While Lillian Disney, wife of Company founder Walt Disney, worked behind
the scenes in many ways to support the Company's growth, her most
celebrated contribution is the naming of a certain animated character.
In 1928, as he rode a train from
Walt devised a new character to turn around a serious business setback,
"Not Mortimer," Lillian replied when he told her his idea. "It's too
formal. How about Mickey." The rest, as they say, is history.
Idaho, Lillian grew up in
Idaho, on the Nez Perce Indian Reservation, where her father worked as a
blacksmith and federal marshal.
She moved to
in 1923, and won a job at the fledgling Walt Disney Studio as a secretary
and "inker" of animated cels. Lillian met the boss, who sometimes asked
her not to cash her $15-a-week paycheck. Soon, the boss met her family and
July 13, 1925,
they married in
"I think my dad fell in love with her almost immediately ... she was an
independent little lady," says daughter Diane Disney Miller.
Lillian traveled with her husband on many of his business trips, including
the government-sponsored Good Will tour of South America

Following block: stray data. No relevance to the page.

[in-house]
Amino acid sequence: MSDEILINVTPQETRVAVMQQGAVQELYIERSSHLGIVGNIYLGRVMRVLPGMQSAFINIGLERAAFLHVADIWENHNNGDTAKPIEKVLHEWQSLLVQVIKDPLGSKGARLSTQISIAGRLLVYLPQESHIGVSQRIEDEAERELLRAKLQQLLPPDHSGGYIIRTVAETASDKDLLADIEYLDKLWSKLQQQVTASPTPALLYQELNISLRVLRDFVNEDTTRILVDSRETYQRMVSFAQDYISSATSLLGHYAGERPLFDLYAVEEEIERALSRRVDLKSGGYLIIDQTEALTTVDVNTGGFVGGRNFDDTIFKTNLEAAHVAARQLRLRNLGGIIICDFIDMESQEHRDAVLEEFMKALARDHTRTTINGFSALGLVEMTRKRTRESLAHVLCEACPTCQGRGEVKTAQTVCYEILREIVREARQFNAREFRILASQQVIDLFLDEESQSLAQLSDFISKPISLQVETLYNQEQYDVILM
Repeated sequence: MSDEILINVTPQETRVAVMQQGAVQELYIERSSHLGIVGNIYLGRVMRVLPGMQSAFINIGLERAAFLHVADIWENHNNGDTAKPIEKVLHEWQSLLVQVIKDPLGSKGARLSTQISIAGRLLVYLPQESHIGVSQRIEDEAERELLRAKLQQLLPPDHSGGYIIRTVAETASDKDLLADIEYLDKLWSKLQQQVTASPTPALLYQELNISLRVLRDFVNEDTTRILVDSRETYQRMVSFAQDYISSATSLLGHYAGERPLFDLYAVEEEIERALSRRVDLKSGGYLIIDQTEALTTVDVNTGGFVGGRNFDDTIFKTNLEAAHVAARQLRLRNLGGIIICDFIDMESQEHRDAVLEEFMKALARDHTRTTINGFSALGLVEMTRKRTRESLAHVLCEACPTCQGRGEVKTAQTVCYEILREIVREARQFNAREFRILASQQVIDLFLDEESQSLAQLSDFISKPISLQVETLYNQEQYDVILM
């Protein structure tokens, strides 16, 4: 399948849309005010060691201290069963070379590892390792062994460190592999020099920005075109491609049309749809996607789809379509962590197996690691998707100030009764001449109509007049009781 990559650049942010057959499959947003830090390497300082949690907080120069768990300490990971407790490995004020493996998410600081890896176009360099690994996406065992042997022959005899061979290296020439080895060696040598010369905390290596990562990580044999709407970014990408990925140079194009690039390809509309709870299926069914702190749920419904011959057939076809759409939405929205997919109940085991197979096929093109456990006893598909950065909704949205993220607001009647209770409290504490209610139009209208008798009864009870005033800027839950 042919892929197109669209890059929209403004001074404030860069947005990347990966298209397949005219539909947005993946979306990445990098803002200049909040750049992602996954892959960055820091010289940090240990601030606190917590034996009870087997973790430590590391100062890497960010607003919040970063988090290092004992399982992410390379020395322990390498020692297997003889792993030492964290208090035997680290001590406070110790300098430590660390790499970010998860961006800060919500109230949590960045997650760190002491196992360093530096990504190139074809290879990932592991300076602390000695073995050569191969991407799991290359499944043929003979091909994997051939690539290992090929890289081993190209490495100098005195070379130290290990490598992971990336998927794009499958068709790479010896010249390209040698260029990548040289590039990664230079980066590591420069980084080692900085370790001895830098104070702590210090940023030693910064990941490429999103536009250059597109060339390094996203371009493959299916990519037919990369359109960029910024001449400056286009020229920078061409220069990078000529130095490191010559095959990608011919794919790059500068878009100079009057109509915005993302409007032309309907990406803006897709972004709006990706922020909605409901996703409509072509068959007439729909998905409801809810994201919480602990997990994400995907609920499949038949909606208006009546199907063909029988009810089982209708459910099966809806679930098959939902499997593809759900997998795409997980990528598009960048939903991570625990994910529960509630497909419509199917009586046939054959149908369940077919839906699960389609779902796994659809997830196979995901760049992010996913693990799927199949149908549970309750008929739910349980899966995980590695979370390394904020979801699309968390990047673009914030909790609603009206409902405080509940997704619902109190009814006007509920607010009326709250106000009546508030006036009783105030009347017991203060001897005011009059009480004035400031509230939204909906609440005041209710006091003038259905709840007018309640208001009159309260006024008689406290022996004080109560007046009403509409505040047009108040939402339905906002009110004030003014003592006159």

in 1941, which resulted in the production of such animated features as "Saludos
Amigos" and "The Three Caballeros".
While raising their two daughters, Lillian
served as a sounding board for her husband as he created films and the
theme park that made him and his company known internationally. Lillian
was a conservative balance to Walt's daring, and yet was indulgent, too,
allowing him to dig a tunnel under her prized flower garden for his
backyard railroad at their Holmby Hills estate.
As her nephew Roy E. Disney recalls, Lillian was "always prepared to speak
the truth, tough and warm and loving at the same time. She was a very
special person. You couldn't help loving her and you'd never forget her
... or her hearty laugh."
The publicity-shy Lillian ventured into the public arena after Walt's
death in 1966 to lend support to the fulfillment of his dreams. In October
1971, she attended the dedication of Walt Disney World in
Orlando, Florida, along with Company co-founder and Walt's loyal brother
Roy O. Disney.
"I think Walt would have approved," she said to Roy and those who helped
realize her husband's dream. Eleven years later, she returned to
to attend the 1982 dedication of EPCOT Center.
Lillian also lent support to Walt's venture into education, the
multi-disciplinary California Institute of the Arts (CalArts), which
opened in 1971 in Valencia. Among her gifts to the school were funds to
remodel a campus theater and rename it the Walt Disney Modular Theater in
May 12, 1987,
Lillian announced a gift of $50 million to build a new symphony hall
designed by architect Frank Gehry in Los Angeles.
A long-time patron of the arts, this was her ultimate gift to the
community and to the love of her life. The
Disney Concert Hall, home of the Los Angeles Philharmonic, debuted in
Lillian Disney suffered a stroke on
December 15, 1997,
31 years to the day after the death of her husband, and died the following